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The Financial Technology Association (FTA) represents industry leaders shaping the future of finance. We champion the power of technology-centered financial services and advocate for the modernization of financial regulation to support inclusion and responsible innovation.

AWS CEO: The cloud isn’t just about technology

As AWS preps for its annual re:Invent conference, Adam Selipsky talks product strategy, support for hybrid environments, and the value of the cloud in uncertain economic times.

Photo: Noah Berger/Getty Images for Amazon Web Services

AWS is gearing up for re:Invent, its annual cloud computing conference where announcements this year are expected to focus on its end-to-end data strategy and delivering new industry-specific services.

It will be the second re:Invent with CEO Adam Selipsky as leader of the industry’s largest cloud provider after his return last year to AWS from data visualization company Tableau Software.

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Donna Goodison

Donna Goodison (@dgoodison) is Protocol's senior reporter focusing on enterprise infrastructure technology, from the 'Big 3' cloud computing providers to data centers. She previously covered the public cloud at CRN after 15 years as a business reporter for the Boston Herald. Based in Massachusetts, she also has worked as a Boston Globe freelancer, business reporter at the Boston Business Journal and real estate reporter at Banker & Tradesman after toiling at weekly newspapers.

Image: Protocol

We launched Protocol in February 2020 to cover the evolving power center of tech. It is with deep sadness that just under three years later, we are winding down the publication.

As of today, we will not publish any more stories. All of our newsletters, apart from our flagship, Source Code, will no longer be sent. Source Code will be published and sent for the next few weeks, but it will also close down in December.

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Bennett Richardson

Bennett Richardson ( @bennettrich) is the president of Protocol. Prior to joining Protocol in 2019, Bennett was executive director of global strategic partnerships at POLITICO, where he led strategic growth efforts including POLITICO's European expansion in Brussels and POLITICO's creative agency POLITICO Focus during his six years with the company. Prior to POLITICO, Bennett was co-founder and CMO of Hinge, the mobile dating company recently acquired by Match Group. Bennett began his career in digital and social brand marketing working with major brands across tech, energy, and health care at leading marketing and communications agencies including Edelman and GMMB. Bennett is originally from Portland, Maine, and received his bachelor's degree from Colgate University.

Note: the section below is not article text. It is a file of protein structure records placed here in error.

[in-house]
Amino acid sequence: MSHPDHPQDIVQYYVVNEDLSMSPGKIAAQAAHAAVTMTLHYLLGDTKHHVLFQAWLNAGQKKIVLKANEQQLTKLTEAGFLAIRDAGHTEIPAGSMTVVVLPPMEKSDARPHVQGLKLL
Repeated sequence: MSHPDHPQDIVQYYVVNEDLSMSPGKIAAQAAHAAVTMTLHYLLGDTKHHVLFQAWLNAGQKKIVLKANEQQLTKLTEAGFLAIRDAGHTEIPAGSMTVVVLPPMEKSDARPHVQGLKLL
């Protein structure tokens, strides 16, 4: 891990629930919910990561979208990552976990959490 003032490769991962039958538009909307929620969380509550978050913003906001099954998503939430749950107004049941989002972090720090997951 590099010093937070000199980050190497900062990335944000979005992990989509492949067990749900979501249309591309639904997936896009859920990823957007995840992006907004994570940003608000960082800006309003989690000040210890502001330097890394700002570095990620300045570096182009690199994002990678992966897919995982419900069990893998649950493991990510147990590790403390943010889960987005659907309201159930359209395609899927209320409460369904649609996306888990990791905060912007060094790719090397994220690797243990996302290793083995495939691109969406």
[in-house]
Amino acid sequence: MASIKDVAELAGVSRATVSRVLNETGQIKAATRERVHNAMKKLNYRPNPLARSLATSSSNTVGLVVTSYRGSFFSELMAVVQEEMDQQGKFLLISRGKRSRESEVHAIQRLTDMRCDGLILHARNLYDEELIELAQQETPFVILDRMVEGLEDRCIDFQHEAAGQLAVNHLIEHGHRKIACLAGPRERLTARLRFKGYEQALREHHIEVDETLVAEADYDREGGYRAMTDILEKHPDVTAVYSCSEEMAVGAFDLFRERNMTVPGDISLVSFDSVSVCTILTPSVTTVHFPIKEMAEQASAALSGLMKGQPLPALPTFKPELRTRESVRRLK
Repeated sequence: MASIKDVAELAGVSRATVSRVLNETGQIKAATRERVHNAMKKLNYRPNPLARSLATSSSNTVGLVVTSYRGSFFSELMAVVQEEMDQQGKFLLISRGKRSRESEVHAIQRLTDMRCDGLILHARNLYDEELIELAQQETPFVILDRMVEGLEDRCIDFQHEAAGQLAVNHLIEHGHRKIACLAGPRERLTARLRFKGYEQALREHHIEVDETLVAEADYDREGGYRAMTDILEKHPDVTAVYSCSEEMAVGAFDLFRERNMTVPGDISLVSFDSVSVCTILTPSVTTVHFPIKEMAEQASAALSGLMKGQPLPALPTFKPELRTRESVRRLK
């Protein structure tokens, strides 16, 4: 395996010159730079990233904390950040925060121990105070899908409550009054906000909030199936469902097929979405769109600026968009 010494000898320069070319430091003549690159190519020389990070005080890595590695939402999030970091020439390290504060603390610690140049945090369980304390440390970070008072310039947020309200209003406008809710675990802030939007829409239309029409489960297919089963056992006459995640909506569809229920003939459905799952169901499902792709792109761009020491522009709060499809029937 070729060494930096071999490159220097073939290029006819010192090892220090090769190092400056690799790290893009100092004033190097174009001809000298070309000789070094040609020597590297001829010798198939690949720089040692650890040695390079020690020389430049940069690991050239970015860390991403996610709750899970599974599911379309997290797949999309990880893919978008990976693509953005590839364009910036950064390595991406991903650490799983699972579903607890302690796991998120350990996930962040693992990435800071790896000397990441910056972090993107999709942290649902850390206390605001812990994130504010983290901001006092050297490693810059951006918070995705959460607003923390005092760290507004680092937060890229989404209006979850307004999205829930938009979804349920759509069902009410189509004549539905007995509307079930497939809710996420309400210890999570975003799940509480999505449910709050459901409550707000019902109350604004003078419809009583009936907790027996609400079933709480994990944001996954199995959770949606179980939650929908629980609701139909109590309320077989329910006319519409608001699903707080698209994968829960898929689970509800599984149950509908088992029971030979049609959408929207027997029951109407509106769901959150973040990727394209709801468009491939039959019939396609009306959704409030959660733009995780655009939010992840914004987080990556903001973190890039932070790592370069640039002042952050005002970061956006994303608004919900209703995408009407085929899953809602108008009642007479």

Why large enterprises struggle to find suitable platforms for MLops

As companies expand their use of AI beyond running just a few machine learning models, and as larger enterprises go from deploying hundreds of models to thousands and even millions of models, ML practitioners say that they have yet to find what they need from prepackaged MLops systems.

As companies expand their use of AI beyond running just a few machine learning models, ML practitioners say that they have yet to find what they need from prepackaged MLops systems.

Photo: artpartner-images via Getty Images

On any given day, Lily AI runs hundreds of machine learning models using computer vision and natural language processing that are customized for its retail and ecommerce clients to make website product recommendations, forecast demand, and plan merchandising. But this spring when the company was in the market for a machine learning operations platform to manage its expanding model roster, it wasn’t easy to find a suitable off-the-shelf system that could handle such a large number of models in deployment while also meeting other criteria.

Some MLops platforms are not well-suited for maintaining even more than 10 machine learning models when it comes to keeping track of data, navigating their user interfaces, or reporting capabilities, Matthew Nokleby, machine learning manager for Lily AI’s product intelligence team, told Protocol earlier this year. “The duct tape starts to show,” he said.

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Kate Kaye

Kate Kaye is an award-winning multimedia reporter digging deep and telling print, digital and audio stories. She covers AI and data for Protocol. Her reporting on AI and tech ethics issues has been published in OneZero, Fast Company, MIT Technology Review, CityLab, Ad Age and Digiday and heard on NPR. Kate is the creator of and is the author of "Campaign '08: A Turning Point for Digital Media," a book about how the 2008 presidential campaigns used digital media and data.